Attention Deficit Hyperactivity Disorder Is In Every Classroom
Attention Deficit Hyperactivity Disorder
On average, at least one child in every classroom in the country needs help to manage attention deficit hyperactivity disorder (ADHD) according to reports by the National Institute of Mental Health. But, there is help. A variety of behavior-changing ther apies, educational options and medications are available to help people with ADHD focus their attention, build self-esteem, and function in new ways. The disorder affects as many as 2 million children; two to three times more boys than girls are affected.
"All kids have trouble sitting still and paying attention from time to time. But when attention and behavior problems are extreme, happen often and create havoc at school or home, it could be ADHD," said Donald Manning, Acting Medical Director for the Georgia Division of Mental Health, Developmental Disabilities and Addictive Diseases. However, Manning cautions that some behaviors may just be normal growing pains. "Parents should not overact react to behaviors, rather be aware of signs and how to get help."
ADHD is a diagnosis applied to children who consistently display certain behaviors over a period of time. The most common behaviors fall into three categories: inattention, hyperactivity, and impulsivity. Because everyone shows some of these behaviors at times, the diagnosis requires that behaviors be demonstrated to a degree that is inappropriate for the person's age. In addition, behaviors generally appear before 7 years of age.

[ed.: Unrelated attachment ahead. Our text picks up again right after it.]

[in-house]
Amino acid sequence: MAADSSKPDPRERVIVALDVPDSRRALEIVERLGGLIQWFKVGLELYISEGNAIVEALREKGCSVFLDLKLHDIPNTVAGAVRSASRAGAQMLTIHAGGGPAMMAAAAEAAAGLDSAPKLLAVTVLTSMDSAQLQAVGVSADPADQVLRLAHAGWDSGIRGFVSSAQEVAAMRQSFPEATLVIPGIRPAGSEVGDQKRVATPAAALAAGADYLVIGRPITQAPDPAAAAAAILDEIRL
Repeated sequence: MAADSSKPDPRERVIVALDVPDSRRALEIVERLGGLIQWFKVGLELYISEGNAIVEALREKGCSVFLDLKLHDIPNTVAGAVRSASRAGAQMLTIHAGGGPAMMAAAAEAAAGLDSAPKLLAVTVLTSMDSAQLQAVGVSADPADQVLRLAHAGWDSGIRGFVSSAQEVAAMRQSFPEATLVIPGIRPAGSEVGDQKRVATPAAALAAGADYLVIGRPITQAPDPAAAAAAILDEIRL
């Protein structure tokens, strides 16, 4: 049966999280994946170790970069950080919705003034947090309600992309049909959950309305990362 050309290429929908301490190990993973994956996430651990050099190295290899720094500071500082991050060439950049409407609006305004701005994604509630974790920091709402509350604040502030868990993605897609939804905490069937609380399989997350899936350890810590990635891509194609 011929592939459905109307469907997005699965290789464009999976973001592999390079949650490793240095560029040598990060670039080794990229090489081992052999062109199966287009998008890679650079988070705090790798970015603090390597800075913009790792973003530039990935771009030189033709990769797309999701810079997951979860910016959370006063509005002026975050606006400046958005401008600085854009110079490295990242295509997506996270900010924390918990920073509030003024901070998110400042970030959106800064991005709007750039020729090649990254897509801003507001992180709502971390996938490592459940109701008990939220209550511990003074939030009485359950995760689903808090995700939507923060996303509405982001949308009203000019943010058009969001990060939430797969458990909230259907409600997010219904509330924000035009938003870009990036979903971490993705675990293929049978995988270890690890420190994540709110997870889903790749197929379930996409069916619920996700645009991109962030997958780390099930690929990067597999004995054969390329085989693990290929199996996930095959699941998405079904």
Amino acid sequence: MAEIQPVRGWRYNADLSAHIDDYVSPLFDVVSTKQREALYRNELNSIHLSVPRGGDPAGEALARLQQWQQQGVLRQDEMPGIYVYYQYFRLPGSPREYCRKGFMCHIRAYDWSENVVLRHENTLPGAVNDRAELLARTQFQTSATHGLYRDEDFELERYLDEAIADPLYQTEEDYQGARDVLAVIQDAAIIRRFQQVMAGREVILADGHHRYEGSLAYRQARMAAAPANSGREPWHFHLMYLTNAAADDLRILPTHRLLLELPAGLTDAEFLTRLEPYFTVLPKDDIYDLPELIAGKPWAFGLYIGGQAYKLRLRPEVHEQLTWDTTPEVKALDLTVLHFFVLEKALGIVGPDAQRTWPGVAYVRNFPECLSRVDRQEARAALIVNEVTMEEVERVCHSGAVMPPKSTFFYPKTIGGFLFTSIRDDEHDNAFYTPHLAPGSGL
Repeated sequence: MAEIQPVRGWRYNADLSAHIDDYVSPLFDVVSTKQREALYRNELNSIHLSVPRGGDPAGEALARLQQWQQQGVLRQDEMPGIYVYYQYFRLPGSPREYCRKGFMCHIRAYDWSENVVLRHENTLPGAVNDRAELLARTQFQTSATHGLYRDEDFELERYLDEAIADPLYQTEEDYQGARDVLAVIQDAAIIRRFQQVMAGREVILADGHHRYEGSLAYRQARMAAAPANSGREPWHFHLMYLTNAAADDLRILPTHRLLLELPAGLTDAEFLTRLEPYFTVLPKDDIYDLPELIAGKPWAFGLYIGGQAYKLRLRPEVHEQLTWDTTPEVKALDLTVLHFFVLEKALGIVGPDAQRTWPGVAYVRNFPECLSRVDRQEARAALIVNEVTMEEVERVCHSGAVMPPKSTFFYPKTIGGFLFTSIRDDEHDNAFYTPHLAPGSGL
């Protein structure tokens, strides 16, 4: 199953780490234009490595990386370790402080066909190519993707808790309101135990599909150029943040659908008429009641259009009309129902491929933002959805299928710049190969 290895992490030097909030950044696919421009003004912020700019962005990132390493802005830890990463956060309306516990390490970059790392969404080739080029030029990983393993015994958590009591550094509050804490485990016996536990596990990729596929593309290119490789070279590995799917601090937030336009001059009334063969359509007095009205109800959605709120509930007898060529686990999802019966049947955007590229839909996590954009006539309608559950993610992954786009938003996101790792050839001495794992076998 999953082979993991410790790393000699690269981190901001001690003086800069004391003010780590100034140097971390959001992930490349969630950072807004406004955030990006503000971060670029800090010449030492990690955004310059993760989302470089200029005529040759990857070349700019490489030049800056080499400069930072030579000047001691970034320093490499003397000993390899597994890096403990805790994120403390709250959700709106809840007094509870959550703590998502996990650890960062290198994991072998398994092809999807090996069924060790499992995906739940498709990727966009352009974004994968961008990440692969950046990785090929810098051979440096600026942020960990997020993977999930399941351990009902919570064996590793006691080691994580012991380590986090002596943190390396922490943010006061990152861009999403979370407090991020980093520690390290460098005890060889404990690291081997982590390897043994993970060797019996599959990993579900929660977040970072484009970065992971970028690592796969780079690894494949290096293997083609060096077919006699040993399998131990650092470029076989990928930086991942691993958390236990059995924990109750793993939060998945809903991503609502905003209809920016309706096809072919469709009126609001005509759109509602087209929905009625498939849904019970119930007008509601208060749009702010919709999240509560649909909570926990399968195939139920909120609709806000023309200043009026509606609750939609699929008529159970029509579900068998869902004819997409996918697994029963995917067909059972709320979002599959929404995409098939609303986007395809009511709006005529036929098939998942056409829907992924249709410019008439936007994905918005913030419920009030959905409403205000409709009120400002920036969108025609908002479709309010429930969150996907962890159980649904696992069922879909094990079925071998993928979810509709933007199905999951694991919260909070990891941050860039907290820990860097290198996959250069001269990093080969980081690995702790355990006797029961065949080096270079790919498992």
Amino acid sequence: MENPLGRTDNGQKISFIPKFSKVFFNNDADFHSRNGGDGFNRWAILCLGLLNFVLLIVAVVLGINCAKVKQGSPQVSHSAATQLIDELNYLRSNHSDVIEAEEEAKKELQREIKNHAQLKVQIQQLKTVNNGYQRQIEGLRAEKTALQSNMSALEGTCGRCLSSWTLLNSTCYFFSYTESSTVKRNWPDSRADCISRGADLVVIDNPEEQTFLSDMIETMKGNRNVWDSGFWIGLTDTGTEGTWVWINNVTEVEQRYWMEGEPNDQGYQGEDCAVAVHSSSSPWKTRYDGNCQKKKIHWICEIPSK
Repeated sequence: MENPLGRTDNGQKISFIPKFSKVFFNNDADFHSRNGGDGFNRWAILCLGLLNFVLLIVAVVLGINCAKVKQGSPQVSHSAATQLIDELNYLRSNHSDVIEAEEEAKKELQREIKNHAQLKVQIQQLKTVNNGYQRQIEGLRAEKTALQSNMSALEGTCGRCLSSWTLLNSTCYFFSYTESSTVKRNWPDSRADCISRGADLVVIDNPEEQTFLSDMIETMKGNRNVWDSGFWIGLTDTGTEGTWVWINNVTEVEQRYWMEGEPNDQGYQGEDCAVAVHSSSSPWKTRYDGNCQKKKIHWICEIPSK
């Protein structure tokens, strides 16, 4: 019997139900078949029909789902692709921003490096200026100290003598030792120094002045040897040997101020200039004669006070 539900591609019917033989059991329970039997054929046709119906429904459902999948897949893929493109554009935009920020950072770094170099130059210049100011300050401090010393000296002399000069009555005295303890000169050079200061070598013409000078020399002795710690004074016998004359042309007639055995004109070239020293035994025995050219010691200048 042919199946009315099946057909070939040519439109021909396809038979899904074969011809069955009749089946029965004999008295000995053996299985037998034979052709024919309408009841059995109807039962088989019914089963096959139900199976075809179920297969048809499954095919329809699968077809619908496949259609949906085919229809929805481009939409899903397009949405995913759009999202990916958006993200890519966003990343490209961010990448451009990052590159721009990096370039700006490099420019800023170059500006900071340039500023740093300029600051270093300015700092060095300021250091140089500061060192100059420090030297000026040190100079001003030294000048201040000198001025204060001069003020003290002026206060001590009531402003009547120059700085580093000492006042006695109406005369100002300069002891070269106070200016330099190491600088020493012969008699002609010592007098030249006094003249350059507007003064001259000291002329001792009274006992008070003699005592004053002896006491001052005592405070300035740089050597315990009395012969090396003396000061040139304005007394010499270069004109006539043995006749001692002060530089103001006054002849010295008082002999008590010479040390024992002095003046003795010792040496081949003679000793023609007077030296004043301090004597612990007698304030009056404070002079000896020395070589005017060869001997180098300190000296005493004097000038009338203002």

Most importantly, behaviors must create a real handicap in at least two areas of a person's life including the classroom, on the playground, at home, as well as within community or social settings.
Manning advises that the diagnosis should be made by a professional with training in ADHD or in the diagnosis of mental disorders. "Child psychiatrists and psychologists, developmental/behavioral pediatricians, or behavioral neurologists are those most often trained in differential diagnosis. Clinical social workers may also have training in this area."
Parents can start by talking with the child's pediatrician or their family doctor. Some pediatricians may do the assessment themselves, but often they refer the family to an appropriate mental health specialist they know and trust.